President Bush has ended his five-nation tour of Africa where he pledged billions of dollars for health, education, and development projects around the continent. The president wrapped up his tour Thursday in Liberia where he participated in a series of public events with President Ellen Johnson Sirleaf in the capital, Monrovia.
Lawrence Bropleh is Liberia’s minister of information. He told VOA President Bush promised to continue to help Liberia in its reconstruction effort following 14 years of civil war.
“President Bush announced, in addition to the already great help that the U.S. government is giving Liberia and considering Liberia as a true partner that this country stands to benefit from my education policy in a pragmatic way 1 million textbooks that will come to this country because of the education policy and health policy he initiated that goes to the heart and soul of eradicating malaria. I also want to share with you that the beef continues to be the U.S. government’s continual support for Liberia’s redevelopment through our infrastructure redevelopment,” he said.
While visiting Tanzania, President Bush promised President Jakaya Kikwete hundreds of millions of dollars to help combat disease and poverty. Bropleh brushed off criticism by some that 1 million textbooks and fund the purchase of 10,000 desks and chairs for students were not enough.
“What President Bush said is that this partnership and help that the U.S. government has always given Liberia will be intensified and there is more to come. What I would like the world to understand is that the package that the Liberian government received in terms quantifying what benefits we have arrived long before President Bush arrived on yesterday because the U.S. government’s redevelopment effort can be counted well in billions of dollars,” Bropleh said.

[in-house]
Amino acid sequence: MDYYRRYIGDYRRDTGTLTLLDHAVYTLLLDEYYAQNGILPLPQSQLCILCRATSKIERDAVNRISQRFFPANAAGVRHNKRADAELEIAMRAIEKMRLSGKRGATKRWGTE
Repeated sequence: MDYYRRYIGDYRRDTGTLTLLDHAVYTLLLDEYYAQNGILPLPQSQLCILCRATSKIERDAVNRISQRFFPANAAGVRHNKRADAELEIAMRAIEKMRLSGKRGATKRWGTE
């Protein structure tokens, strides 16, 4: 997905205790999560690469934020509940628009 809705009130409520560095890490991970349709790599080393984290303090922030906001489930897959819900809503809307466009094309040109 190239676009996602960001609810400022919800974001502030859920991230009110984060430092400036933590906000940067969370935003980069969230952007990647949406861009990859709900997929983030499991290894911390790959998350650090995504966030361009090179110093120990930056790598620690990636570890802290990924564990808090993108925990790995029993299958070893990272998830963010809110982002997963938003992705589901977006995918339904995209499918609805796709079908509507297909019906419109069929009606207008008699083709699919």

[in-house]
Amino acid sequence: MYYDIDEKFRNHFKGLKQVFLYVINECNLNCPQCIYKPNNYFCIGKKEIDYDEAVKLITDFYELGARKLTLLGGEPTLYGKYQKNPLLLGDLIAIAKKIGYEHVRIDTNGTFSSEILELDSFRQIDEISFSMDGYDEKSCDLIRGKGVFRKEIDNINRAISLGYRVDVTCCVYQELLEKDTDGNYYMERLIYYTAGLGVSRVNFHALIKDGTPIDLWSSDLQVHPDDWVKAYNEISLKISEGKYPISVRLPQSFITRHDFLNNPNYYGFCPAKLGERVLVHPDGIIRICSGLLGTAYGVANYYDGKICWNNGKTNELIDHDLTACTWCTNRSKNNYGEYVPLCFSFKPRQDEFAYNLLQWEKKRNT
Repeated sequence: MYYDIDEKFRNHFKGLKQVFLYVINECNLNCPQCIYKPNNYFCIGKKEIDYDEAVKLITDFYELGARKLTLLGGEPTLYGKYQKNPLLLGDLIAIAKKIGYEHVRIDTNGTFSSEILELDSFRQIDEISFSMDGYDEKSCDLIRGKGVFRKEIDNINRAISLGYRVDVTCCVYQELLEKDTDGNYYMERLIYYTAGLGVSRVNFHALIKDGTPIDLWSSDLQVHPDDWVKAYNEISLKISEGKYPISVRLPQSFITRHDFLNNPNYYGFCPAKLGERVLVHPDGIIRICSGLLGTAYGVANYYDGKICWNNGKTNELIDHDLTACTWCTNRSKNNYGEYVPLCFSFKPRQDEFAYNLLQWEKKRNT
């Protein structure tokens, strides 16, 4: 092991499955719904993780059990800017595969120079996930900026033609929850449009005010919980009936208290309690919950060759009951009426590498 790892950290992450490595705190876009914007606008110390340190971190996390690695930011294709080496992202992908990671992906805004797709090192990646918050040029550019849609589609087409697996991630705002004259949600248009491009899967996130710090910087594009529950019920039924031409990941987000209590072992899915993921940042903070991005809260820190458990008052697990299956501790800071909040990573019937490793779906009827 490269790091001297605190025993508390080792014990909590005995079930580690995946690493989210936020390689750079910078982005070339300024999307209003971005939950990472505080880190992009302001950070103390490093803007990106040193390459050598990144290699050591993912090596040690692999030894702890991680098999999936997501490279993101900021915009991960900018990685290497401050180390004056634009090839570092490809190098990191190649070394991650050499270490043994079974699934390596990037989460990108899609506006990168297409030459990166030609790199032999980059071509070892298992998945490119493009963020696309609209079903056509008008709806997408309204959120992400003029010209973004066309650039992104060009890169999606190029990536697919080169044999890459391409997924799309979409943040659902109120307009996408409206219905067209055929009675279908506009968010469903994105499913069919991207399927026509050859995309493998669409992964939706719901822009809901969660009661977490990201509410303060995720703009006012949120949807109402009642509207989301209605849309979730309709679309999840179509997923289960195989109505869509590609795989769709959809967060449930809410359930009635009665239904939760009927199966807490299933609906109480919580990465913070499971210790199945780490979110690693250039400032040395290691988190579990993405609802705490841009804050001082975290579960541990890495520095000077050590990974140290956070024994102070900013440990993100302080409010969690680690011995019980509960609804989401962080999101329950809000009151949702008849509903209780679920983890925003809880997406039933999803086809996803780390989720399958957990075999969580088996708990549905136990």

He said Presidents Bush and Sirleaf also discussed how to strengthen Liberia’s fragile security, including the army.
“What President Bush did say is he reaffirmed the United States government’s position on helping to improve our security and working with our military. As you know the United States government has contributed millions of dollars to the restructuring of a responsible army in Liberia. And I can tell you that we in Liberia are very proud of the young men and who now make the armed forces of Liberia. And we’re very proud that the U.S. government is supporting our security sector reform,” he said.
While President Bush did not announce that he was offering the headquarters of the U.S. Africa Military Command to Liberia, Bropleh said the U.S. president reiterated his earlier statement that Liberia would be seriously considered once the U.S. decides to put AFRICOM headquartes in Africa.
Bropleh said the two leaders also discussed trade and investment.
“What President Sirleaf said is that Liberia will opt for trade instead of aid. What she was saying is that we are removing ourselves from the years where there was this dependent syndrome on the United States or any of our bilateral or multilateral partners. The president talked about the fact that Liberia has qualified for AGOA (Africa Growth and Opportunity Act), and that Liberian entrepreneurs were now in the process of developing quality merchandize that they can enter the U.S. market,” Bropleh said.
President Bush showed his dancing skills when he and President Sirleaf danced during a performance in honor of Mr. Bush. Bropleh said the U.S. president felt at home in Liberia.
“The Liberian peopole felt that President Bush was at home in Liberia. And in fact President Bush said even though I’m 4,500 miles away from the United States, I feel I’m right at home in Liberia. This president of the United States is a pragmatist. He is a man who appreciates the Liberian people. He believes in the hopes, dreams, and aspirations of the Liberian people. It was a win-win situation for every Liberian yesterday when President Bush arrived here,” Bropleh said.